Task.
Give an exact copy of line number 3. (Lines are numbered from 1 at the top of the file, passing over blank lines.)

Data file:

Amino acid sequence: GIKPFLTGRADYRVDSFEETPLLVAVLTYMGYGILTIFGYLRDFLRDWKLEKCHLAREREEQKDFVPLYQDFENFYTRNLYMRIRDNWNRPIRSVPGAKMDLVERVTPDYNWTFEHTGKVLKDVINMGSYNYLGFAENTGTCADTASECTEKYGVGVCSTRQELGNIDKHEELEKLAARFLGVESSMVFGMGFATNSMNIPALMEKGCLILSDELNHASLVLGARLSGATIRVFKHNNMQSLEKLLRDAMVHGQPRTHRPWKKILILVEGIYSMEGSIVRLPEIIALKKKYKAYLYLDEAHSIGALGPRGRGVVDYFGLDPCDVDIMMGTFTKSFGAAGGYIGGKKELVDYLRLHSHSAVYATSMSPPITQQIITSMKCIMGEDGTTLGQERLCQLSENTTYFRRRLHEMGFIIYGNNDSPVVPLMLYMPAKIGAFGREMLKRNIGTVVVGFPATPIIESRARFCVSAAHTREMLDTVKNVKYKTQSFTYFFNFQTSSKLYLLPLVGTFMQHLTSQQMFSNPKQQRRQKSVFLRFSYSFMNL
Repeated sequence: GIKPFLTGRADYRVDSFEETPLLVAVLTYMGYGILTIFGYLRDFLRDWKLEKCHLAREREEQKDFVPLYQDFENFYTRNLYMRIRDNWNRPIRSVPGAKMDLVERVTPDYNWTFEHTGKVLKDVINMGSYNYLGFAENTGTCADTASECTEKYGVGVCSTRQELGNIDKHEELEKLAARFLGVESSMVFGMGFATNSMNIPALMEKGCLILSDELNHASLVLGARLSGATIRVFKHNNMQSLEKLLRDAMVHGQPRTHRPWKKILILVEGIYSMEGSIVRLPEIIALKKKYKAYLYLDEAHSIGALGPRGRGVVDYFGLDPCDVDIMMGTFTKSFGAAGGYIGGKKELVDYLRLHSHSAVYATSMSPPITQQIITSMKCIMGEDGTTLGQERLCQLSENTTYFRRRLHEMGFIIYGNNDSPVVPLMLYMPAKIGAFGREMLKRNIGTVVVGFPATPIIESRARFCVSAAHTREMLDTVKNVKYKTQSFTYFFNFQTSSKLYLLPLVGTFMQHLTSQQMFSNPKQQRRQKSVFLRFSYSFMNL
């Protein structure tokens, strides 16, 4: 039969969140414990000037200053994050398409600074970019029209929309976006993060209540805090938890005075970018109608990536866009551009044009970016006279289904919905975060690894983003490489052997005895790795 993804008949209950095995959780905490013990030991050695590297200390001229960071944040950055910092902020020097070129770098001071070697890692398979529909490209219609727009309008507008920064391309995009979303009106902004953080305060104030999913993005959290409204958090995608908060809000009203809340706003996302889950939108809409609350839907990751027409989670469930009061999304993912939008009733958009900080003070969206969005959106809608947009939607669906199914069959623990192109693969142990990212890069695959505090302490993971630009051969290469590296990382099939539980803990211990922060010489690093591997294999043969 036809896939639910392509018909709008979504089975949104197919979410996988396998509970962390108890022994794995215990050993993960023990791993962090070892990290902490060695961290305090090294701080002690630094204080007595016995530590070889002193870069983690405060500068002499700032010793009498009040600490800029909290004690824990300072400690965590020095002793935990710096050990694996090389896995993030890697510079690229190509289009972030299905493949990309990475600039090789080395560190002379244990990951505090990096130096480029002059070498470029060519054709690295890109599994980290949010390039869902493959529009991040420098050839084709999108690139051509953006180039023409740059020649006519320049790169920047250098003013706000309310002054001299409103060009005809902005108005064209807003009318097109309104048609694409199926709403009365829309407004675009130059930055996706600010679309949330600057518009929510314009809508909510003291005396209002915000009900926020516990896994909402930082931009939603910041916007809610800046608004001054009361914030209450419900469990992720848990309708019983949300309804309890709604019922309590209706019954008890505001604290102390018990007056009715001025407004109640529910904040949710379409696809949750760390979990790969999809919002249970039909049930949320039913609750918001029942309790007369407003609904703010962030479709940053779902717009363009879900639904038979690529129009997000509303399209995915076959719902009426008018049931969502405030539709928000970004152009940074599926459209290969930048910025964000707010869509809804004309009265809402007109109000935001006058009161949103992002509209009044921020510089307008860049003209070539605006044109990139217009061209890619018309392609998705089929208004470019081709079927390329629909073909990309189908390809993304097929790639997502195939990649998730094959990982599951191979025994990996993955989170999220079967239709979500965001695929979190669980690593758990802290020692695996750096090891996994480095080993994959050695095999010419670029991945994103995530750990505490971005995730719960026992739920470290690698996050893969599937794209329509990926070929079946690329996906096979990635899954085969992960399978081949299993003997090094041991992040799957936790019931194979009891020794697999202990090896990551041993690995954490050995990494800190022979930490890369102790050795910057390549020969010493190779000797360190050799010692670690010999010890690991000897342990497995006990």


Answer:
């Protein structure tokens, strides 16, 4: 039969969140414990000037200053994050398409600074970019029209929309976006993060209540805090938890005075970018109608990536866009551009044009970016006279289904919905975060690894983003490489052997005895790795 993804008949209950095995959780905490013990030991050695590297200390001229960071944040950055910092902020020097070129770098001071070697890692398979529909490209219609727009309008507008920064391309995009979303009106902004953080305060104030999913993005959290409204958090995608908060809000009203809340706003996302889950939108809409609350839907990751027409989670469930009061999304993912939008009733958009900080003070969206969005959106809608947009939607669906199914069959623990192109693969142990990212890069695959505090302490993971630009051969290469590296990382099939539980803990211990922060010489690093591997294999043969 036809896939639910392509018909709008979504089975949104197919979410996988396998509970962390108890022994794995215990050993993960023990791993962090070892990290902490060695961290305090090294701080002690630094204080007595016995530590070889002193870069983690405060500068002499700032010793009498009040600490800029909290004690824990300072400690965590020095002793935990710096050990694996090389896995993030890697510079690229190509289009972030299905493949990309990475600039090789080395560190002379244990990951505090990096130096480029002059070498470029060519054709690295890109599994980290949010390039869902493959529009991040420098050839084709999108690139051509953006180039023409740059020649006519320049790169920047250098003013706000309310002054001299409103060009005809902005108005064209807003009318097109309104048609694409199926709403009365829309407004675009130059930055996706600010679309949330600057518009929510314009809508909510003291005396209002915000009900926020516990896994909402930082931009939603910041916007809610800046608004001054009361914030209450419900469990992720848990309708019983949300309804309890709604019922309590209706019954008890505001604290102390018990007056009715001025407004109640529910904040949710379409696809949750760390979990790969999809919002249970039909049930949320039913609750918001029942309790007369407003609904703010962030479709940053779902717009363009879900639904038979690529129009997000509303399209995915076959719902009426008018049931969502405030539709928000970004152009940074599926459209290969930048910025964000707010869509809804004309009265809402007109109000935001006058009161949103992002509209009044921020510089307008860049003209070539605006044109990139217009061209890619018309392609998705089929208004470019081709079927390329629909073909990309189908390809993304097929790639997502195939990649998730094959990982599951191979025994990996993955989170999220079967239709979500965001695929979190669980690593758990802290020692695996750096090891996994480095080993994959050695095999010419670029991945994103995530750990505490971005995730719960026992739920470290690698996050893969599937794209329509990926070929079946690329996906096979990635899954085969992960399978081949299993003997090094041991992040799957936790019931194979009891020794697999202990090896990551041993690995954490050995990494800190022979930490890369102790050795910057390549020969010493190779000797360190050799010692670690010999010890690991000897342990497995006990």